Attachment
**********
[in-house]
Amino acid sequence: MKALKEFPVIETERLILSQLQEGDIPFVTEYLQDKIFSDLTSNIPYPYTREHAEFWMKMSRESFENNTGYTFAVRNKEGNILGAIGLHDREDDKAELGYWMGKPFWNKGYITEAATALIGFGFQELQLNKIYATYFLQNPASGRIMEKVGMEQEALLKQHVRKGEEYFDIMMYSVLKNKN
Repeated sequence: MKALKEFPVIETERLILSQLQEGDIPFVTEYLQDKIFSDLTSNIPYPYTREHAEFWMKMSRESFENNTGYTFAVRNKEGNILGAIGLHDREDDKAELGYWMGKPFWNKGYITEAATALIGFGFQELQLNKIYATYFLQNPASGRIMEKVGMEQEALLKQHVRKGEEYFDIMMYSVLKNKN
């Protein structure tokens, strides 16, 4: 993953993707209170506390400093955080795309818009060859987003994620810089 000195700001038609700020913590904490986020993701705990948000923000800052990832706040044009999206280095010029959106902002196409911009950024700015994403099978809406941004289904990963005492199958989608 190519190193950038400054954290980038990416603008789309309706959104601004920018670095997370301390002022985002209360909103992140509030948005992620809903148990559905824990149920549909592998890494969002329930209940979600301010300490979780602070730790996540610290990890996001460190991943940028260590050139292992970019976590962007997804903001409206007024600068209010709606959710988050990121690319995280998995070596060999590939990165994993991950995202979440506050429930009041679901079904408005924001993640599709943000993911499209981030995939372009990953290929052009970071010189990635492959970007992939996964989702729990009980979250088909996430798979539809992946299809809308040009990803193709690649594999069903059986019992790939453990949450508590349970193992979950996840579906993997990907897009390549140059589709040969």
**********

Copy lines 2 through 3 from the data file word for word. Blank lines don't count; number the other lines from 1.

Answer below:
Amino acid sequence: MKALKEFPVIETERLILSQLQEGDIPFVTEYLQDKIFSDLTSNIPYPYTREHAEFWMKMSRESFENNTGYTFAVRNKEGNILGAIGLHDREDDKAELGYWMGKPFWNKGYITEAATALIGFGFQELQLNKIYATYFLQNPASGRIMEKVGMEQEALLKQHVRKGEEYFDIMMYSVLKNKN
Repeated sequence: MKALKEFPVIETERLILSQLQEGDIPFVTEYLQDKIFSDLTSNIPYPYTREHAEFWMKMSRESFENNTGYTFAVRNKEGNILGAIGLHDREDDKAELGYWMGKPFWNKGYITEAATALIGFGFQELQLNKIYATYFLQNPASGRIMEKVGMEQEALLKQHVRKGEEYFDIMMYSVLKNKN